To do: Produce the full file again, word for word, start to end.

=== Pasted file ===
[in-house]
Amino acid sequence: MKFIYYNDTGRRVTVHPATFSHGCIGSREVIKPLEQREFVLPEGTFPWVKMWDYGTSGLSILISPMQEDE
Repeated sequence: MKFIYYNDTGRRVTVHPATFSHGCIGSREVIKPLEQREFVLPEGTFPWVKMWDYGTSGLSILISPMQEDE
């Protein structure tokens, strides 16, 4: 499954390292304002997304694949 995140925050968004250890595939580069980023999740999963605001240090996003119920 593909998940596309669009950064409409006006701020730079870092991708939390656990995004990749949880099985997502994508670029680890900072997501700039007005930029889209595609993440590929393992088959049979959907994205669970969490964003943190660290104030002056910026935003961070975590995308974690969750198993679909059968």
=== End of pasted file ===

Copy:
[in-house]
Amino acid sequence: MKFIYYNDTGRRVTVHPATFSHGCIGSREVIKPLEQREFVLPEGTFPWVKMWDYGTSGLSILISPMQEDE
Repeated sequence: MKFIYYNDTGRRVTVHPATFSHGCIGSREVIKPLEQREFVLPEGTFPWVKMWDYGTSGLSILISPMQEDE
């Protein structure tokens, strides 16, 4: 499954390292304002997304694949 995140925050968004250890595939580069980023999740999963605001240090996003119920 593909998940596309669009950064409409006006701020730079870092991708939390656990995004990749949880099985997502994508670029680890900072997501700039007005930029889209595609993440590929393992088959049979959907994205669970969490964003943190660290104030002056910026935003961070975590995308974690969750198993679909059968």